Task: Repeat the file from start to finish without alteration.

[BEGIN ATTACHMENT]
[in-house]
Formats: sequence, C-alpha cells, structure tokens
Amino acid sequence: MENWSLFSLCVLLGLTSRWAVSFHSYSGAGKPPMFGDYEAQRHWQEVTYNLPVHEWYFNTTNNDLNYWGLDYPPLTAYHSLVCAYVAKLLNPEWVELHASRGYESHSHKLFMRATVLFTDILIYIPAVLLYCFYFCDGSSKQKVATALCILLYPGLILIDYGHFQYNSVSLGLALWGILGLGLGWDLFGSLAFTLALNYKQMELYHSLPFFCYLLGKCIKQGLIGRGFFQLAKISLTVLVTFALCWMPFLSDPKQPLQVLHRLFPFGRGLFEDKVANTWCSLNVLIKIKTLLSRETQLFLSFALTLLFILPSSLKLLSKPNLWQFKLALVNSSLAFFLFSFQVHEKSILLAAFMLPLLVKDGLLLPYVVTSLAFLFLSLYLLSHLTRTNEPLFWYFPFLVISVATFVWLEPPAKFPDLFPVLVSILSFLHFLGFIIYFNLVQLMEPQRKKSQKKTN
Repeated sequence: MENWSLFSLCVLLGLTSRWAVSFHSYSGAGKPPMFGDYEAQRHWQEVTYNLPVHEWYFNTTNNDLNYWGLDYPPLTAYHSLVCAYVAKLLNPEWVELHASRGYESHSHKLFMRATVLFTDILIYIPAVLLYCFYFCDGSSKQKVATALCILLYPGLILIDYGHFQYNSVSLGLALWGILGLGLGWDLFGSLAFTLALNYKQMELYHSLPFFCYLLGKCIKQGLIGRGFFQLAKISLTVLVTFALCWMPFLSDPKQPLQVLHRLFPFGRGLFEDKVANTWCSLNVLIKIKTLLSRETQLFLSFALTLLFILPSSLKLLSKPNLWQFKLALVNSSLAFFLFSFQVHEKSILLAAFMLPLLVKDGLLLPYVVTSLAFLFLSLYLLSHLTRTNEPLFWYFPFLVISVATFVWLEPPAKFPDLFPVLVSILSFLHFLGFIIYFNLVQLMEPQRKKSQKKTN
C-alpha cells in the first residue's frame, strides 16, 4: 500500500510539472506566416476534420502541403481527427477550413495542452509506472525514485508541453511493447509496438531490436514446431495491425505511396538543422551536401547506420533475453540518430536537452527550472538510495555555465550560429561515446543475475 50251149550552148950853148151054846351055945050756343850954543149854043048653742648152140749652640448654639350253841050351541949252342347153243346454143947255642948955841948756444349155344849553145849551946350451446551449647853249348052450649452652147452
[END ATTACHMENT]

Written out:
[in-house]
Formats: sequence, C-alpha cells, structure tokens
Amino acid sequence: MENWSLFSLCVLLGLTSRWAVSFHSYSGAGKPPMFGDYEAQRHWQEVTYNLPVHEWYFNTTNNDLNYWGLDYPPLTAYHSLVCAYVAKLLNPEWVELHASRGYESHSHKLFMRATVLFTDILIYIPAVLLYCFYFCDGSSKQKVATALCILLYPGLILIDYGHFQYNSVSLGLALWGILGLGLGWDLFGSLAFTLALNYKQMELYHSLPFFCYLLGKCIKQGLIGRGFFQLAKISLTVLVTFALCWMPFLSDPKQPLQVLHRLFPFGRGLFEDKVANTWCSLNVLIKIKTLLSRETQLFLSFALTLLFILPSSLKLLSKPNLWQFKLALVNSSLAFFLFSFQVHEKSILLAAFMLPLLVKDGLLLPYVVTSLAFLFLSLYLLSHLTRTNEPLFWYFPFLVISVATFVWLEPPAKFPDLFPVLVSILSFLHFLGFIIYFNLVQLMEPQRKKSQKKTN
Repeated sequence: MENWSLFSLCVLLGLTSRWAVSFHSYSGAGKPPMFGDYEAQRHWQEVTYNLPVHEWYFNTTNNDLNYWGLDYPPLTAYHSLVCAYVAKLLNPEWVELHASRGYESHSHKLFMRATVLFTDILIYIPAVLLYCFYFCDGSSKQKVATALCILLYPGLILIDYGHFQYNSVSLGLALWGILGLGLGWDLFGSLAFTLALNYKQMELYHSLPFFCYLLGKCIKQGLIGRGFFQLAKISLTVLVTFALCWMPFLSDPKQPLQVLHRLFPFGRGLFEDKVANTWCSLNVLIKIKTLLSRETQLFLSFALTLLFILPSSLKLLSKPNLWQFKLALVNSSLAFFLFSFQVHEKSILLAAFMLPLLVKDGLLLPYVVTSLAFLFLSLYLLSHLTRTNEPLFWYFPFLVISVATFVWLEPPAKFPDLFPVLVSILSFLHFLGFIIYFNLVQLMEPQRKKSQKKTN
C-alpha cells in the first residue's frame, strides 16, 4: 500500500510539472506566416476534420502541403481527427477550413495542452509506472525514485508541453511493447509496438531490436514446431495491425505511396538543422551536401547506420533475453540518430536537452527550472538510495555555465550560429561515446543475475 50251149550552148950853148151054846351055945050756343850954543149854043048653742648152140749652640448654639350253841050351541949252342347153243346454143947255642948955841948756444349155344849553145849551946350451446551449647853249348052450649452652147452